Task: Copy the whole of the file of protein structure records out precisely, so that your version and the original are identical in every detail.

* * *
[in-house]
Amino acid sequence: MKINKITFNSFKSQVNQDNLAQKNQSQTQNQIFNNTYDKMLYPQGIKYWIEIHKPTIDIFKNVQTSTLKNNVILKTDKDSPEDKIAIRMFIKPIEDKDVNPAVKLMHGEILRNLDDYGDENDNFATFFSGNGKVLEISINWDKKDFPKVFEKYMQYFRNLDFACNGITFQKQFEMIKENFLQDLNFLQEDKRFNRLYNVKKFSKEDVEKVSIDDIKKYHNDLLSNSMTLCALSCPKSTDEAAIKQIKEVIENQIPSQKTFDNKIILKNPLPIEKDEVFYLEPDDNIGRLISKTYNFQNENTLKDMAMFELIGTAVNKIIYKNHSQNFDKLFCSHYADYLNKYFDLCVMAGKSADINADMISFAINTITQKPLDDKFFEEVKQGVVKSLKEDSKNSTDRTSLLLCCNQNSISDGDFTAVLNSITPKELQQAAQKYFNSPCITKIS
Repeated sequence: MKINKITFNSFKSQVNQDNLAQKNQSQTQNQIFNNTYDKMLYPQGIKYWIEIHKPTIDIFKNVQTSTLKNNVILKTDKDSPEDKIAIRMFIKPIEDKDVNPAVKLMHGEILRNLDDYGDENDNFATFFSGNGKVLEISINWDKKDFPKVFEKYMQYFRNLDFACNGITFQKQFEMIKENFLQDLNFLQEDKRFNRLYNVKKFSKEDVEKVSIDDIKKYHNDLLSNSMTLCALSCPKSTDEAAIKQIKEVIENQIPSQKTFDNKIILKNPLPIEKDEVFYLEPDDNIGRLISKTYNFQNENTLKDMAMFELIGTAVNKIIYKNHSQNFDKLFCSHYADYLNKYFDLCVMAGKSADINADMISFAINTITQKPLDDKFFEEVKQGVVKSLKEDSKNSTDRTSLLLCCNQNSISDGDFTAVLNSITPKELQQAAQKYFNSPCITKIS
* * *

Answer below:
[in-house]
Amino acid sequence: MKINKITFNSFKSQVNQDNLAQKNQSQTQNQIFNNTYDKMLYPQGIKYWIEIHKPTIDIFKNVQTSTLKNNVILKTDKDSPEDKIAIRMFIKPIEDKDVNPAVKLMHGEILRNLDDYGDENDNFATFFSGNGKVLEISINWDKKDFPKVFEKYMQYFRNLDFACNGITFQKQFEMIKENFLQDLNFLQEDKRFNRLYNVKKFSKEDVEKVSIDDIKKYHNDLLSNSMTLCALSCPKSTDEAAIKQIKEVIENQIPSQKTFDNKIILKNPLPIEKDEVFYLEPDDNIGRLISKTYNFQNENTLKDMAMFELIGTAVNKIIYKNHSQNFDKLFCSHYADYLNKYFDLCVMAGKSADINADMISFAINTITQKPLDDKFFEEVKQGVVKSLKEDSKNSTDRTSLLLCCNQNSISDGDFTAVLNSITPKELQQAAQKYFNSPCITKIS
Repeated sequence: MKINKITFNSFKSQVNQDNLAQKNQSQTQNQIFNNTYDKMLYPQGIKYWIEIHKPTIDIFKNVQTSTLKNNVILKTDKDSPEDKIAIRMFIKPIEDKDVNPAVKLMHGEILRNLDDYGDENDNFATFFSGNGKVLEISINWDKKDFPKVFEKYMQYFRNLDFACNGITFQKQFEMIKENFLQDLNFLQEDKRFNRLYNVKKFSKEDVEKVSIDDIKKYHNDLLSNSMTLCALSCPKSTDEAAIKQIKEVIENQIPSQKTFDNKIILKNPLPIEKDEVFYLEPDDNIGRLISKTYNFQNENTLKDMAMFELIGTAVNKIIYKNHSQNFDKLFCSHYADYLNKYFDLCVMAGKSADINADMISFAINTITQKPLDDKFFEEVKQGVVKSLKEDSKNSTDRTSLLLCCNQNSISDGDFTAVLNSITPKELQQAAQKYFNSPCITKIS